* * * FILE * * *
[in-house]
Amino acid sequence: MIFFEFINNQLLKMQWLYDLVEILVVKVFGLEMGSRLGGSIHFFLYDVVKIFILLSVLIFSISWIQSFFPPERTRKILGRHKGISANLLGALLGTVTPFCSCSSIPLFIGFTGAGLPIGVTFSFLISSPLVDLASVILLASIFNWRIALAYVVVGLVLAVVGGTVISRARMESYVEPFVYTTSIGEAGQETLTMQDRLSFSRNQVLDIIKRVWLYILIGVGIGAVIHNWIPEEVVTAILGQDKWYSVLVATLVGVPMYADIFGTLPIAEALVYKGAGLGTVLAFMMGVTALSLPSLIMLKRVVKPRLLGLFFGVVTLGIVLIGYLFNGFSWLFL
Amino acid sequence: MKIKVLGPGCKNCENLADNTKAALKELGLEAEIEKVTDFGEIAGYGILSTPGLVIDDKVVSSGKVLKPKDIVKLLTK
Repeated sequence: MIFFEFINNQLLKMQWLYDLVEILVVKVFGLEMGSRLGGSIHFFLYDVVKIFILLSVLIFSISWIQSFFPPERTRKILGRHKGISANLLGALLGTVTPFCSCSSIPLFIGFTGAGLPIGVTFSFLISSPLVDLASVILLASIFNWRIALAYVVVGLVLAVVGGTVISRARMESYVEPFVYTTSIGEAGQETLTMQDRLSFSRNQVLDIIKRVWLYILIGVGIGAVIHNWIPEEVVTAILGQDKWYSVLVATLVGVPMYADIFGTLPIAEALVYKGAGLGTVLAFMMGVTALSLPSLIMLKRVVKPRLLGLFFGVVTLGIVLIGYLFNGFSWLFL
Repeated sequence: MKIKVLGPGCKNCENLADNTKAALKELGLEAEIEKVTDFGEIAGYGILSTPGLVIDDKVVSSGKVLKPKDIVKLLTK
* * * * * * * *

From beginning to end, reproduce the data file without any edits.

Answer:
[in-house]
Amino acid sequence: MIFFEFINNQLLKMQWLYDLVEILVVKVFGLEMGSRLGGSIHFFLYDVVKIFILLSVLIFSISWIQSFFPPERTRKILGRHKGISANLLGALLGTVTPFCSCSSIPLFIGFTGAGLPIGVTFSFLISSPLVDLASVILLASIFNWRIALAYVVVGLVLAVVGGTVISRARMESYVEPFVYTTSIGEAGQETLTMQDRLSFSRNQVLDIIKRVWLYILIGVGIGAVIHNWIPEEVVTAILGQDKWYSVLVATLVGVPMYADIFGTLPIAEALVYKGAGLGTVLAFMMGVTALSLPSLIMLKRVVKPRLLGLFFGVVTLGIVLIGYLFNGFSWLFL
Amino acid sequence: MKIKVLGPGCKNCENLADNTKAALKELGLEAEIEKVTDFGEIAGYGILSTPGLVIDDKVVSSGKVLKPKDIVKLLTK
Repeated sequence: MIFFEFINNQLLKMQWLYDLVEILVVKVFGLEMGSRLGGSIHFFLYDVVKIFILLSVLIFSISWIQSFFPPERTRKILGRHKGISANLLGALLGTVTPFCSCSSIPLFIGFTGAGLPIGVTFSFLISSPLVDLASVILLASIFNWRIALAYVVVGLVLAVVGGTVISRARMESYVEPFVYTTSIGEAGQETLTMQDRLSFSRNQVLDIIKRVWLYILIGVGIGAVIHNWIPEEVVTAILGQDKWYSVLVATLVGVPMYADIFGTLPIAEALVYKGAGLGTVLAFMMGVTALSLPSLIMLKRVVKPRLLGLFFGVVTLGIVLIGYLFNGFSWLFL
Repeated sequence: MKIKVLGPGCKNCENLADNTKAALKELGLEAEIEKVTDFGEIAGYGILSTPGLVIDDKVVSSGKVLKPKDIVKLLTK